him to look at her face. “Oya talk.”
“Why now? You’re ruining the mood.
Look at the way the sun has colored
the sky as it is going to sleep. Isn’t God
amazing?” Dimeji said, making a last
minute attempt to change the subject.
Tobi did not fall for it, and insisted on
him speaking about her.
“Okay. Remember that day at Mr.
Biggs? I told you that I love deeply and
that people often take advantage of
“Yes, I remember.”
“Okay, that’s what happened. I loved
her too much and she knew it. It didn’t
work out. The end.”
“Oh no, sir. That summary is
unacceptable. You’ll have to do better
than that.”
“What do you want me to say, Tobi?”
Dimeji asked, in a frustrated voice.
“For starters, you could tell me her
name,” Tobi said, coolly.
“Her name. Hmmmm …. Her name was
… is Enitan Ibiwoye.”
“See, that wasn’t so hard now, was it?”
“No, it wasn’t. She was a fellow
corper. We were both posted to a
secondary school in Asaya, Kogi state.
She taught English, and I taught Health
Science. We spent a lot of time
“Was she fine? Or should I say
“Yes, she was … on the outside. We
were inseparable.” And here,
Dimeji smiled as he remembered some
happier times he had shared with
this Enitan person.
“Go on. I’m listening.” Tobi began to
wonder if asking him to talk about his
ex-girlfriend was such a good idea.
“She had this … this face. How do I
describe her? When she braided her
hair, she looked just like a Malo chick.”
“ Malo what? What’s that?”
“Hausa girl. She looked like an Hausa
“She was very athletic too. She
represented our platoon and won many
of those running competitions. Her
favorite meal was–“
“Abeg, abeg! I didn’t ask you for all the
details on her life. I just wanted to
know what went wrong.”
“Shebi you were the one asking about
my ex? Now, you’re tired of hearing
about her abi?” Dimeji asked in
“Why did you people break up? Simple
question. Oya answer it,”
Tobi responded, arms folded across her
“I was not the only one who was
attracted to her. I mean … she was hot!
A lot of the other male corpers thought
so too. They were always toasting her,
flirting with her, and she did nothing to
discourage them. I confronted her with
this shortly after we started dating, and
she just brushed off my concerns. Said
I was too sensitive. And then the
rumors started … that she was seeing
other men.”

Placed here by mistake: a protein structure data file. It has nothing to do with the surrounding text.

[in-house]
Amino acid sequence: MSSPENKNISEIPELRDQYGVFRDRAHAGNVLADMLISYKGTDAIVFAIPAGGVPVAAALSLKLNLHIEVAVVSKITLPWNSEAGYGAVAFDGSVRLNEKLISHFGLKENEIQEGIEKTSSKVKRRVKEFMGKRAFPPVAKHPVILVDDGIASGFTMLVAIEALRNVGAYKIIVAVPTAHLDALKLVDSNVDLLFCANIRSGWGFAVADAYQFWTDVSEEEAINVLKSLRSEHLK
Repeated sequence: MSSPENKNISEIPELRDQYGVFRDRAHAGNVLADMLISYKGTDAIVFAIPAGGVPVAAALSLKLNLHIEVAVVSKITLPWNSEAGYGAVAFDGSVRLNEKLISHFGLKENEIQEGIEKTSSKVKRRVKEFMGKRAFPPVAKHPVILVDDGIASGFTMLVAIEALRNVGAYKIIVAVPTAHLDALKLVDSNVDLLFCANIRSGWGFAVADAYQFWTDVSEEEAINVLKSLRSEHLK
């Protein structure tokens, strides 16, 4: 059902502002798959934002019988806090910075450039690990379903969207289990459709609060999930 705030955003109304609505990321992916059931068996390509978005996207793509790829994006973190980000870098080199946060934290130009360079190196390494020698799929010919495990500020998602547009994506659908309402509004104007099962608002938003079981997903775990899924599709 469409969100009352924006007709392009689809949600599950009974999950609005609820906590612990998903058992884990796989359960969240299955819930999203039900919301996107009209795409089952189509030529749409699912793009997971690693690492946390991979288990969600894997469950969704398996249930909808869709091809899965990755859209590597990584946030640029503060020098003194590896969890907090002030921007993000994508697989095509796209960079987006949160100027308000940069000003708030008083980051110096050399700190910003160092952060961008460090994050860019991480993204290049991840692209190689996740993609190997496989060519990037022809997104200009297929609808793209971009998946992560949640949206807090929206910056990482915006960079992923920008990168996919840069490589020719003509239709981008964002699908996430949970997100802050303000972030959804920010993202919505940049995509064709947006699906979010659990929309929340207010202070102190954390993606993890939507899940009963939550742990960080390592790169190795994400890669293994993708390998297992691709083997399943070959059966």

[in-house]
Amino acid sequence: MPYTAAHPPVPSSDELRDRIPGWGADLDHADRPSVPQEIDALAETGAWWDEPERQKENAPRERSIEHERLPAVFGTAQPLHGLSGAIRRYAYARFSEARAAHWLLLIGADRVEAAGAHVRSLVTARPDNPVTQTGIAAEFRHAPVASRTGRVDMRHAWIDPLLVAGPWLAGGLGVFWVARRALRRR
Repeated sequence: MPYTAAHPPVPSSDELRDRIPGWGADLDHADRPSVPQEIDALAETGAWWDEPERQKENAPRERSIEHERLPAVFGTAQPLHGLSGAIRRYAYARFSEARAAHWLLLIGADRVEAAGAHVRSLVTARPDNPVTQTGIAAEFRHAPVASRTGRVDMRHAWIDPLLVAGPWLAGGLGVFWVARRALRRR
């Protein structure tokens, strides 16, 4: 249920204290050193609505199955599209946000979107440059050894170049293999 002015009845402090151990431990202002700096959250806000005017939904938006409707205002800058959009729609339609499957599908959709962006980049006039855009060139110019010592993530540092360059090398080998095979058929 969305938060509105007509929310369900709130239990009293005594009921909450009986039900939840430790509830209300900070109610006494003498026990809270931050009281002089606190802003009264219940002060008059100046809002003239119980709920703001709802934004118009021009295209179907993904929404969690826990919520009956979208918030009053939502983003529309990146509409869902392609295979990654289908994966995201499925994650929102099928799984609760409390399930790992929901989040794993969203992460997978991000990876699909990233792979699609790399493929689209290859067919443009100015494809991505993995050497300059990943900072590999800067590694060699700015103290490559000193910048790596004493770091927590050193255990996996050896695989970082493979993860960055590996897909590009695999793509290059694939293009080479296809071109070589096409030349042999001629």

“ Sleeping with other men, you mean,”
Tobi said, a stern look on her face.
“Well … yes, that’s what they said.”
“Let me guess … You didn’t believe
them. You thought she was above all
that. Am I right?”
“Yes, yes, exactly. I told her that
people were talking, but that I didn’t
believe them. That I believed in us.”
“And what did she say?”
“The first time I confronted her with
the rumors, she threatened to break up
with me. That there were many people
who were jealous of her, especially
other female corpers, and they were
the ones spreading the rumors.”
“There’s no smoke without fire,”
Tobi muttered under her breath.
“What was that?” Dimeji asked.
“Nothing. Continue. I’m listening.”
“She denied it and said that I should
stop feeding my ears with gossip. So, I
took her advice and ignored the
rumors. I actually quarreled with some
of my friends over this issue. At some
point, some of them said I was jazzed.”
Tobi laughed. That was typical. An
African man’s unshakeable loyalty to a
woman could always be explained by
jazz or juju. It had to be a love charm
mixed liberally with some mouth-
watering meal she had cooked for him.
Love by itself, in its purest,
unadulterated form was not enough.
Dimeji paused, took a deep breath and
“The rumors increased and so did the
intensity of Enitan’s denials. At some
point, I thought I was hallucinating,
that I had imagined all these stories
about her and other guys. Eventually, I
got tired of self-therapy, and decided to
find out for myself. So, the very next
rumor that reached my ears, I took it to
heart and investigated.”
“And what did you find out?”
Tobi asked, even though she already
guessed the answer.
“That I had been a big fool. She wasn’t
only messing around with corpers but
with teachers and even the
“Headmaster? Well, I have to hand it to
her. She didn’t aim low. She went
straight for the oga at the top … if you
can call the headmaster that,”
Tobi said. Dimeji did not find her joke
funny and told her immediately. She
“After that, I broke up with her. The
funny thing is that I still loved her
though. If she hadn’t–“
“Do you still love her?” Tobi asked,
looking into Dimeji’s eyes. Without
hesitating, he replied:
“No. It took a while … years actually,
but I got over her.”
“And how do you know? I mean, how
do I know you’re telling the truth?”
“Because when she came–“
Dimeji’s phone rang at that minute,
interrupting their conversation. He
answered it before Tobi could stop him
and began to speak Hausa to someone
over the phone. Tobi could not make
head or tail of the conversation, but
she wanted Dimeji to conclude
his Enitan gist, so she waited for the
phone call to end. Five minutes turned
to ten minutes.
By this time, they had walked back to
Okpannam road and were standing in
front of Chief Fashola’s house. The
front gate opened, and Rita, the house
help came to call Tobi.
“Madam dey call you, Auntie,” she said
to Tobi.
– to be continued –